Oh, yes. If you are fan of Dell (remember I had use the Dell Inspiron Duo as a rescue machine for class, but not anymore) there is one Tablet PC you may like to try, if you have deep pockets or do not mind not changing the oil of your commuting car for another year.
My university is all Dell, and the administrators wanted to do a renovation on equipment. They accepted my proposal for an interactive projector and a Tablet PC. So, finally I got the Tablet PC provided from my university I needed for so long.
The machine, the Tablet PC in steroids -and price to match those steroids- I got was a Dell Latitude XT3, which came to market together with the Dell ST -which will be probably purchased for other not so IT hungry faculty-. The pictures I have below are from the machine I got -so not to bother with Dell-.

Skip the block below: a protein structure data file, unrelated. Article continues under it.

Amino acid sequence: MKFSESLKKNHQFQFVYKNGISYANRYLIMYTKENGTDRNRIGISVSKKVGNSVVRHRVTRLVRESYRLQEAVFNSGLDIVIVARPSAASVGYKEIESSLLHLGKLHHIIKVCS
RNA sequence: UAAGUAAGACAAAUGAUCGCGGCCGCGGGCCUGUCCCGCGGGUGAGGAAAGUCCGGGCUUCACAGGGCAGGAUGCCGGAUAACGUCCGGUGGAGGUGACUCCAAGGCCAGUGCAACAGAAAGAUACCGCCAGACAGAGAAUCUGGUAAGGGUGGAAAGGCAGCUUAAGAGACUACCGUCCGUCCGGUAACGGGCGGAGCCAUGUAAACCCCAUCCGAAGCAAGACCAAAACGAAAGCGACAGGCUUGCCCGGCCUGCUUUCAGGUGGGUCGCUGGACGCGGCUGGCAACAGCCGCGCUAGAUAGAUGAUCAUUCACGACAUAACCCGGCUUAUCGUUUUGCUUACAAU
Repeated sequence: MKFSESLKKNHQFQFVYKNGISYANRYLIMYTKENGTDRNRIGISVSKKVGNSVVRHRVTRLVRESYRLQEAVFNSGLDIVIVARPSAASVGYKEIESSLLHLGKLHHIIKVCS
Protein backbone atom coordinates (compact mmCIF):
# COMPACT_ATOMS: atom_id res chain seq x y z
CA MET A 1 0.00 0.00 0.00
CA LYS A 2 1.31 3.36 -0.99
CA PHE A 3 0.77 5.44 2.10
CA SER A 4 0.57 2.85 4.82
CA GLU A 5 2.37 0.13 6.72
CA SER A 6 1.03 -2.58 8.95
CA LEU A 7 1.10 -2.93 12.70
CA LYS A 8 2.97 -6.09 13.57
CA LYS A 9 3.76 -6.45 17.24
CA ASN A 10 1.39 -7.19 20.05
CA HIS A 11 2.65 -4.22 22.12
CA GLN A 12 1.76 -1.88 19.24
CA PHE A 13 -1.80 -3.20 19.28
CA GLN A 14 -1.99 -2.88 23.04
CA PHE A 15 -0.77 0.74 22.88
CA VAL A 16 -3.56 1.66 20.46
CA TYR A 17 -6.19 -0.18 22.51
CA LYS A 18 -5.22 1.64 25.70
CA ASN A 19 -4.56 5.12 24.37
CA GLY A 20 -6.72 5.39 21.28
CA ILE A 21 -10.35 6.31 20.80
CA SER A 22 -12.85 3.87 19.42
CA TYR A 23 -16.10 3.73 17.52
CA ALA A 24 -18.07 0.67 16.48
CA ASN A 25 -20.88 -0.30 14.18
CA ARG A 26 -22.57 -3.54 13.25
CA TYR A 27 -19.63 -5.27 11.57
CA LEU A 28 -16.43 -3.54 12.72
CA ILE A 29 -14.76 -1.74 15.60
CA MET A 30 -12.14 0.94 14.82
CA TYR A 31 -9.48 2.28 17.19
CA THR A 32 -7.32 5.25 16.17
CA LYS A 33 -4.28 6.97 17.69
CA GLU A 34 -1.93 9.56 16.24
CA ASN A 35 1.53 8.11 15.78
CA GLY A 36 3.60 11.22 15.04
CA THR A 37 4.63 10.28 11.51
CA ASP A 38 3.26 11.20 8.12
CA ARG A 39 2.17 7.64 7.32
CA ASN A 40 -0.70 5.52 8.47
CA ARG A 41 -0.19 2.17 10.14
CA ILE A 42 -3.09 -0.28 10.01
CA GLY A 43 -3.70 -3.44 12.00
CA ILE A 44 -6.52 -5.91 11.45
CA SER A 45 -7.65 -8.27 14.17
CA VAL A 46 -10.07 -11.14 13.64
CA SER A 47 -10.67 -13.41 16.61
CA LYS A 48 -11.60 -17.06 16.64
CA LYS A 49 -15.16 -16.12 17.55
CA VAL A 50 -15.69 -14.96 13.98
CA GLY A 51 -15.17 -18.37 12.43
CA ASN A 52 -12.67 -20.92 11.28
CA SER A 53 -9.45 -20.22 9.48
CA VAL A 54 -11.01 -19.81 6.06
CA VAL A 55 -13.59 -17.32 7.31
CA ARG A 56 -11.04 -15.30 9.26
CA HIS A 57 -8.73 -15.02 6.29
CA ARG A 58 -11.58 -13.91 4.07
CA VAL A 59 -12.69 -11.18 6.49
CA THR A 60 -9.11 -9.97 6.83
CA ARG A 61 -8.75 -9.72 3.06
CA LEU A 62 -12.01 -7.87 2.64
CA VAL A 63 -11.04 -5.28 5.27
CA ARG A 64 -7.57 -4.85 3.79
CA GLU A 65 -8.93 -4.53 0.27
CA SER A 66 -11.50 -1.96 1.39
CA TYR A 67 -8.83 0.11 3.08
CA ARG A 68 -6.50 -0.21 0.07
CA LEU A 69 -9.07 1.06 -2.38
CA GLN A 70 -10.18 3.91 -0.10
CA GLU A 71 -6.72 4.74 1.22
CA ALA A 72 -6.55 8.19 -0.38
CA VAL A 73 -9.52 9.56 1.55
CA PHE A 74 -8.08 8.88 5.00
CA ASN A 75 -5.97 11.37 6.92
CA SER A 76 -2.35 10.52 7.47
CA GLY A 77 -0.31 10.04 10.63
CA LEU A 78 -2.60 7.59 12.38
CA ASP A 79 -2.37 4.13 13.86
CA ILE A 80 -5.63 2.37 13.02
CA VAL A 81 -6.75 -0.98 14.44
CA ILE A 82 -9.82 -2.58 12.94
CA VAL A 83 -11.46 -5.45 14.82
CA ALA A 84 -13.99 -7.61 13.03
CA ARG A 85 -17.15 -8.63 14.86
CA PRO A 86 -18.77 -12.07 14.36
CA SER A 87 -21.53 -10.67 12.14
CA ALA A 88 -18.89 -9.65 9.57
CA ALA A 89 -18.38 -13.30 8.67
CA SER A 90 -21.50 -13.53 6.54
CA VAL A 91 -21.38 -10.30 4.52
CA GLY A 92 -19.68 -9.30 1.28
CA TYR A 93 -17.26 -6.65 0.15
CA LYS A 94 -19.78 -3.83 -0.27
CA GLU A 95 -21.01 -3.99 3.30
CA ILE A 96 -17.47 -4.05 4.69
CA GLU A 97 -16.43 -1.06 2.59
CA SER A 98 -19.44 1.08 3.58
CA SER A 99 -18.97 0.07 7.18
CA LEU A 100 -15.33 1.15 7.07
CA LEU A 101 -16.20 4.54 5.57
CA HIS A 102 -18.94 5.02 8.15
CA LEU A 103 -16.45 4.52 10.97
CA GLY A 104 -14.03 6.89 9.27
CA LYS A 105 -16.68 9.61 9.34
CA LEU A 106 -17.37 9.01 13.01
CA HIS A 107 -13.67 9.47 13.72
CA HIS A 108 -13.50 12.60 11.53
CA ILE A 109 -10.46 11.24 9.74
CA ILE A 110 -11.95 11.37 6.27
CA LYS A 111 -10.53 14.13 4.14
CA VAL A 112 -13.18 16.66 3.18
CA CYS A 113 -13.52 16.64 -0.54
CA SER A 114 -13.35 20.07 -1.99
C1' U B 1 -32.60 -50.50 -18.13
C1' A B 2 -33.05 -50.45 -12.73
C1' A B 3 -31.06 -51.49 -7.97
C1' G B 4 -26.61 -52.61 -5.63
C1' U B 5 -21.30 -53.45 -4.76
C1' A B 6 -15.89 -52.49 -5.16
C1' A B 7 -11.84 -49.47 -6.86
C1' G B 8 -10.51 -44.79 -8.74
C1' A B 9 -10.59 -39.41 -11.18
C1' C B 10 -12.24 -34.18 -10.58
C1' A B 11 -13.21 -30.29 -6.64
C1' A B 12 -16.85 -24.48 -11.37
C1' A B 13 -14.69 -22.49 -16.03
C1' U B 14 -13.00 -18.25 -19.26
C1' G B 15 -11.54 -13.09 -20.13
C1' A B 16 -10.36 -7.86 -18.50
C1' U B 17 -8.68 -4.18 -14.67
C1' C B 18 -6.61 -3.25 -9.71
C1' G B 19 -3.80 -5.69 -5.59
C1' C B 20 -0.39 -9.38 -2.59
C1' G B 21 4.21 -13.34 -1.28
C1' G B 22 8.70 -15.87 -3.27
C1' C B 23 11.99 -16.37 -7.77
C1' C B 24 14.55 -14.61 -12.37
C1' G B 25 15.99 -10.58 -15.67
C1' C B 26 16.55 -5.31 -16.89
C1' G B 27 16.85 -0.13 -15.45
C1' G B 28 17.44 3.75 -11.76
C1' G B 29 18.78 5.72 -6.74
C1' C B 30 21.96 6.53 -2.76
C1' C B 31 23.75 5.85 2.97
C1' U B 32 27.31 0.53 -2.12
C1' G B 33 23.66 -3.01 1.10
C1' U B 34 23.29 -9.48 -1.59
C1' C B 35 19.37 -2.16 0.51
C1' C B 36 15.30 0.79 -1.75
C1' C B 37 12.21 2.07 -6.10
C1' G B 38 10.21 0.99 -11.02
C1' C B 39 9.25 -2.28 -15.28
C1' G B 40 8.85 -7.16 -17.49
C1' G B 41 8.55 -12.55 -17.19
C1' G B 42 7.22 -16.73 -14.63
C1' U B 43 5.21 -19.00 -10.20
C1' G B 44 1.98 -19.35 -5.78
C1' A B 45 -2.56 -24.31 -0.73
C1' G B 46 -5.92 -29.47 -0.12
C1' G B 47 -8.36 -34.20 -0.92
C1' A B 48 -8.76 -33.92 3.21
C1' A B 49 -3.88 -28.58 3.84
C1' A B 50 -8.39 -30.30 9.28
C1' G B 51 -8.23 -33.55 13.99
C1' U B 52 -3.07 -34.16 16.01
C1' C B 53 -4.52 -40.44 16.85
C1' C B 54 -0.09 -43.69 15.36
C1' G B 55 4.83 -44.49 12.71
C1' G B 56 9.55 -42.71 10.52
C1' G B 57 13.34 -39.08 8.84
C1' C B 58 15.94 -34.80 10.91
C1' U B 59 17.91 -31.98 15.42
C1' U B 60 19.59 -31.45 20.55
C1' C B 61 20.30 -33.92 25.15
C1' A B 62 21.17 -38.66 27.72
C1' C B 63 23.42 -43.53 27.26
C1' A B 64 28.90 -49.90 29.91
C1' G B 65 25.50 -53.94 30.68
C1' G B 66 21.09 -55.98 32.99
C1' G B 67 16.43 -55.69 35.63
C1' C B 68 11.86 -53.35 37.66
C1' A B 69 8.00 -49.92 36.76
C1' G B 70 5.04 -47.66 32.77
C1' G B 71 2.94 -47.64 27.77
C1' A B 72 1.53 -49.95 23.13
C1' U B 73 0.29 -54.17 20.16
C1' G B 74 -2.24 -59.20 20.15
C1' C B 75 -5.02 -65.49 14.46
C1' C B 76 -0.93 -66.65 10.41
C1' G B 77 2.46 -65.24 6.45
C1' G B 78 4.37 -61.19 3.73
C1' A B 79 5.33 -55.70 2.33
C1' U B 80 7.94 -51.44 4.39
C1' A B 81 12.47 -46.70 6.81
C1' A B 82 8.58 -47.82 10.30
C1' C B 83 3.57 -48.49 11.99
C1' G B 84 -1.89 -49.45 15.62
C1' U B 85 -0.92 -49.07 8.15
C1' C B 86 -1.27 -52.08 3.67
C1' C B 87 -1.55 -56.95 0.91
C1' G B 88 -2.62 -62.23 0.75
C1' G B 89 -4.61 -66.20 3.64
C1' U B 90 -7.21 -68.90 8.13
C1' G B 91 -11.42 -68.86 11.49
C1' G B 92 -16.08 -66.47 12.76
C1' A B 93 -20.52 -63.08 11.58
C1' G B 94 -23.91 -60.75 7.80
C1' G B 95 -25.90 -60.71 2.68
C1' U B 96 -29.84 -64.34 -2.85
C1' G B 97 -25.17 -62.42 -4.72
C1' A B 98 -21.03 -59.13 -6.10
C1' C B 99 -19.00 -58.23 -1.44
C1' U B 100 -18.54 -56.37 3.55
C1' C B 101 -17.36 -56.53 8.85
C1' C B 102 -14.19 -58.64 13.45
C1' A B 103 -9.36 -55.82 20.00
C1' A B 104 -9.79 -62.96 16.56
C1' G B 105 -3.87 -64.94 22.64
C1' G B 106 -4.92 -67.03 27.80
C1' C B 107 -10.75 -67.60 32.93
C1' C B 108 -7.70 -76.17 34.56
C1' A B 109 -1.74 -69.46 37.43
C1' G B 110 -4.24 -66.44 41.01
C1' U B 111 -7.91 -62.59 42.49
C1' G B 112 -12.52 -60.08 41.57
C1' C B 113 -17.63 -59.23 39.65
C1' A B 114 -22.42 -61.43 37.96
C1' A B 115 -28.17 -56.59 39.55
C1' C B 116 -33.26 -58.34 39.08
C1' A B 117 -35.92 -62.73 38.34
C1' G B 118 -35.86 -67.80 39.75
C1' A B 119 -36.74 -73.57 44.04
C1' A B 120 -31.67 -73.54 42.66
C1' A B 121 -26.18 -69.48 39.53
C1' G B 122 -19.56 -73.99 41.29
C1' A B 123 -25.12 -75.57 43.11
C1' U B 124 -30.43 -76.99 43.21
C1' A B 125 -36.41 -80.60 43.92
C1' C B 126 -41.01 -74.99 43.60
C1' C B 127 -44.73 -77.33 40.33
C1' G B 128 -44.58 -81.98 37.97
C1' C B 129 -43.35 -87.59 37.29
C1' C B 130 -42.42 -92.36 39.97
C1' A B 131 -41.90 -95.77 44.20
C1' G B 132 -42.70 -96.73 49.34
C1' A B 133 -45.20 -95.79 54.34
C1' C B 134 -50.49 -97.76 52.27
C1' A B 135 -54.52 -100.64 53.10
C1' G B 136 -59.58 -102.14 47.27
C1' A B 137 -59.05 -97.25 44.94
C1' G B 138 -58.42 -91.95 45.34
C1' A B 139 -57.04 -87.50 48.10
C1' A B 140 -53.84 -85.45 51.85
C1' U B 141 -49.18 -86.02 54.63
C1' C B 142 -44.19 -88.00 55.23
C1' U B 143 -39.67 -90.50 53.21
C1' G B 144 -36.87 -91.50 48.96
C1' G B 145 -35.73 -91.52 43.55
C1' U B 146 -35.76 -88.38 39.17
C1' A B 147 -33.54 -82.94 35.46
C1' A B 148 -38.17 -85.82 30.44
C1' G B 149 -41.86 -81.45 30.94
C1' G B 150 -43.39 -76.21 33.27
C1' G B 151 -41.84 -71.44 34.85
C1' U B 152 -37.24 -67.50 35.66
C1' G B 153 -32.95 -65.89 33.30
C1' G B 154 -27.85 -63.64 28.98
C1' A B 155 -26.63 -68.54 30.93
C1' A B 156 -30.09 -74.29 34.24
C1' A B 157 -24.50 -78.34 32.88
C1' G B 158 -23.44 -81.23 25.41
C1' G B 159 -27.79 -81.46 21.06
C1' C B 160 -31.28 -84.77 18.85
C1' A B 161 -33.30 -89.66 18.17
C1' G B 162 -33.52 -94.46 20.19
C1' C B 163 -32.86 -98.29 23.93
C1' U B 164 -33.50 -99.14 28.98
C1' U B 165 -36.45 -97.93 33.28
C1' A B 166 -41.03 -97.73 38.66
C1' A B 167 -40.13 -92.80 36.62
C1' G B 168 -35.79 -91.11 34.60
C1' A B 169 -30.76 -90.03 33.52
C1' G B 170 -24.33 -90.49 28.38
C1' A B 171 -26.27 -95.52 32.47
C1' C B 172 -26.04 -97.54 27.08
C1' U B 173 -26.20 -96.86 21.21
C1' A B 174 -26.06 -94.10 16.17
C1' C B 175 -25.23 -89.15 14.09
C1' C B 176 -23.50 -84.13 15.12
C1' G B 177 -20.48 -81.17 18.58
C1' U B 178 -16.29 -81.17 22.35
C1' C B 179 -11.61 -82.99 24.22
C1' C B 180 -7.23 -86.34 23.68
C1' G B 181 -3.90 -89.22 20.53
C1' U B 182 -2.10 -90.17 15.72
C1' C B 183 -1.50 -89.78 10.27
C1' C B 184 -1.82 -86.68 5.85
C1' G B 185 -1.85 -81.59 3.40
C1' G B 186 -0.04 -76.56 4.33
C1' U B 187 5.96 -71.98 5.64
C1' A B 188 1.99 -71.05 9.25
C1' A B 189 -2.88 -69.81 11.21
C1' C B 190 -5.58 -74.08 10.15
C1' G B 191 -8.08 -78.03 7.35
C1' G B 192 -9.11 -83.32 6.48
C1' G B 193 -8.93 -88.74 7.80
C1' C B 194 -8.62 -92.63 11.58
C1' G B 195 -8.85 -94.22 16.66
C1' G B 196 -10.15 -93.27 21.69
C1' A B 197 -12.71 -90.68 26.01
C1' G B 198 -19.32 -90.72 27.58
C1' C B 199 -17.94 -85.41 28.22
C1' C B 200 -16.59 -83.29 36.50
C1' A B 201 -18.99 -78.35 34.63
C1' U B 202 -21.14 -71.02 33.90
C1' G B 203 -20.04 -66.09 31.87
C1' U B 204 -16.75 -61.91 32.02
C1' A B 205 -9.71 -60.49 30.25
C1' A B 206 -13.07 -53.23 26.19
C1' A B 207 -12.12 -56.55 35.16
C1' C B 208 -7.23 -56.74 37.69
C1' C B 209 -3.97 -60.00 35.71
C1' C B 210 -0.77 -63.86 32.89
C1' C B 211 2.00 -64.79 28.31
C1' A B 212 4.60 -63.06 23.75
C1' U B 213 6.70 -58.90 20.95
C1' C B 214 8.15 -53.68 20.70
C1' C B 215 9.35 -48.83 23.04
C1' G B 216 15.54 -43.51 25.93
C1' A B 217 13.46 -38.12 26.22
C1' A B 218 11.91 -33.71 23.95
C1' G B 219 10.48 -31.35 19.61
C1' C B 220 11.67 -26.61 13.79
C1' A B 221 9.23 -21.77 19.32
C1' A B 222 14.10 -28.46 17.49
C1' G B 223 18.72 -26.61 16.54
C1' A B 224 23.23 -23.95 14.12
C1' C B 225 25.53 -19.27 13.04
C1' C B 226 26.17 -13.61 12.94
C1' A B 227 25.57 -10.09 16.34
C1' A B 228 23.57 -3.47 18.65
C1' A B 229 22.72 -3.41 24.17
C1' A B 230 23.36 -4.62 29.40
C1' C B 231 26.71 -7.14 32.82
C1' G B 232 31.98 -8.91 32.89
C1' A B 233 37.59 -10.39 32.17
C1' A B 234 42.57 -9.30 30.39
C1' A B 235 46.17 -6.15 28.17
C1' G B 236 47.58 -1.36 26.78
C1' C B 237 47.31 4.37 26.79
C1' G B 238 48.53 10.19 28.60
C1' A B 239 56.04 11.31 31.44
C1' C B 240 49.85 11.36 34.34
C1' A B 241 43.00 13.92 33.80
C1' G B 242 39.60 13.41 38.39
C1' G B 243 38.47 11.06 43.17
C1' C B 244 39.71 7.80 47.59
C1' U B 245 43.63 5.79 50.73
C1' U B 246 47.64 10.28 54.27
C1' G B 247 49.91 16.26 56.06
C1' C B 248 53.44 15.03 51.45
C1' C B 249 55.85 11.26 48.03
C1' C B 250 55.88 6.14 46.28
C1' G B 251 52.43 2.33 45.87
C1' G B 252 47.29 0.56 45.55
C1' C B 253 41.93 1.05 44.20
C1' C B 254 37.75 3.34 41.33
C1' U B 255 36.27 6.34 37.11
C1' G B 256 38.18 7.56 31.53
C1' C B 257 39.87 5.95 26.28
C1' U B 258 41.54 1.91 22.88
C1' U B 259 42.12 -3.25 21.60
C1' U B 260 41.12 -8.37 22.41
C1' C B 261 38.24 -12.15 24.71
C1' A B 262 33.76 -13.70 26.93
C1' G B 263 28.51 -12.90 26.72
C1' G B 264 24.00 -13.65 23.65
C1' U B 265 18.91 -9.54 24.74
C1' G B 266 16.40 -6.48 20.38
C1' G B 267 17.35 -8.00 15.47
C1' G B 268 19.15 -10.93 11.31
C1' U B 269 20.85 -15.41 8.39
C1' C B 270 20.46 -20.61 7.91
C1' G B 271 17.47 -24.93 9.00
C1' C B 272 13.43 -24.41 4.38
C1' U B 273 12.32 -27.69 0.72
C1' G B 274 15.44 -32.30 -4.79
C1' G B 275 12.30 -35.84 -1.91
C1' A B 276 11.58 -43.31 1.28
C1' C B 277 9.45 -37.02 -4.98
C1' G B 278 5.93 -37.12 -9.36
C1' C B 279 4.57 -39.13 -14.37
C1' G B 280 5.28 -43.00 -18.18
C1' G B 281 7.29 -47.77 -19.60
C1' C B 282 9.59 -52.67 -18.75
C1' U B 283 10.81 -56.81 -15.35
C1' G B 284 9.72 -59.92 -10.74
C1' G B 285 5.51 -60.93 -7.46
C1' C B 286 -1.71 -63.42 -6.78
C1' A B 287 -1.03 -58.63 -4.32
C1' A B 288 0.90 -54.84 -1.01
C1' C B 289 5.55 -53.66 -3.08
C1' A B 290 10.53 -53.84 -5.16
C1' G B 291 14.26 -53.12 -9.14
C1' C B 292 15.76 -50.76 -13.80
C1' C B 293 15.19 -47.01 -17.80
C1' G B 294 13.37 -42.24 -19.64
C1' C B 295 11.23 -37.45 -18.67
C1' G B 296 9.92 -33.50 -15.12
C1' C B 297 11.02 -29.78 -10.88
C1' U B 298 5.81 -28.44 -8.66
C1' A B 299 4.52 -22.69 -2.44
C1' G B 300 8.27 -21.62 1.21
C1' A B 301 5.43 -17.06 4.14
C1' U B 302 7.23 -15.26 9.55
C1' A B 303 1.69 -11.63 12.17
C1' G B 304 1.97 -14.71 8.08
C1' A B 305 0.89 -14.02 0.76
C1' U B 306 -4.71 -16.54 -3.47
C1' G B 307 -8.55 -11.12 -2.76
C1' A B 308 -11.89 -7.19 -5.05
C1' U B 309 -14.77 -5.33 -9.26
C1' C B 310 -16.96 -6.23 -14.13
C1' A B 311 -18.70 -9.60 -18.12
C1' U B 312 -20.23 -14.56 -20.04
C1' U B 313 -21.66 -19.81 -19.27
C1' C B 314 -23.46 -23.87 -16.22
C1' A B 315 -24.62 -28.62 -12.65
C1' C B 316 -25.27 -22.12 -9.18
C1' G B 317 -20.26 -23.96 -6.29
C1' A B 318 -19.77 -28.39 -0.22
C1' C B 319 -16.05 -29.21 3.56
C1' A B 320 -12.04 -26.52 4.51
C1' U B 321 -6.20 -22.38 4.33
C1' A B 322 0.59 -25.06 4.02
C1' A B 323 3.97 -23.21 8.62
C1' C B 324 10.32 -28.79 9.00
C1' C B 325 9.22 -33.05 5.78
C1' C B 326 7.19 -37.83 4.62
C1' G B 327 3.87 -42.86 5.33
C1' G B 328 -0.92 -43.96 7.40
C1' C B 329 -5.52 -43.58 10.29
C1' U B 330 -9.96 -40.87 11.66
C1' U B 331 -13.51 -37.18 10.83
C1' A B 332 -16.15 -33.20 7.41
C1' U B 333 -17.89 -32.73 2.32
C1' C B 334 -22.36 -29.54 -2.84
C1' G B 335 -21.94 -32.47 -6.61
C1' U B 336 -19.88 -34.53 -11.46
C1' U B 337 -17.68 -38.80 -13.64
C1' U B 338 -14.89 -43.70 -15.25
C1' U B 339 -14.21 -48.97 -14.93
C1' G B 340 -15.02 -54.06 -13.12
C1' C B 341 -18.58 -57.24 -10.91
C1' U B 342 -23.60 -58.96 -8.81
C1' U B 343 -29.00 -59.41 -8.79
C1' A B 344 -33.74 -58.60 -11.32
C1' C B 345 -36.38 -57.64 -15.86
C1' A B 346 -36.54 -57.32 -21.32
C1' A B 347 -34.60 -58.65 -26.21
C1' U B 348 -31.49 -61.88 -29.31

It is a -nearly- state of the art Tablet PC. The Latitude trim all the way. Magnesium case. Polished aluminum top. N-Trig active digitizer screen. Stylus in its cave beneath the keyboard. HDMI plug, 2 USB -yes only 2- and a mini-USB plugs, wired network plug, plus a USB ATA plug for the included external DVD writer/reader module and other Dell devices. Also it comes with SD, EC, SC slots for memory cards.
The XT3 has an undeniable solid construction -although I will not drop it from the third floor as old ads from Dell suggested will do and keep running-.
Remember: the Achilles’ heel of all convertible Tablet PCs is the screen’s rotating hinge, and even XT3 looks solid (no “Paris” in sight tough!). It has no Chiclets keyboard like the small Duo, but a fine regular low profile quiet keyboard, surrounded by the Latitude orange trim (new Lenovo Thinkpads come with Chiclets keyboards!). And, you guess it, it comes with the Thinkpad’s keyboard-centered toggle mouse or “nubbin”, except is black and concealed, not red and protruding.
In the screen you have on the left side the On/Off switch, one key button, one turn-screen button, and fix (toolbox); and on the right side the Sound Off button and Sound Up and Sound Down buttons, followed by the fingerprint reader.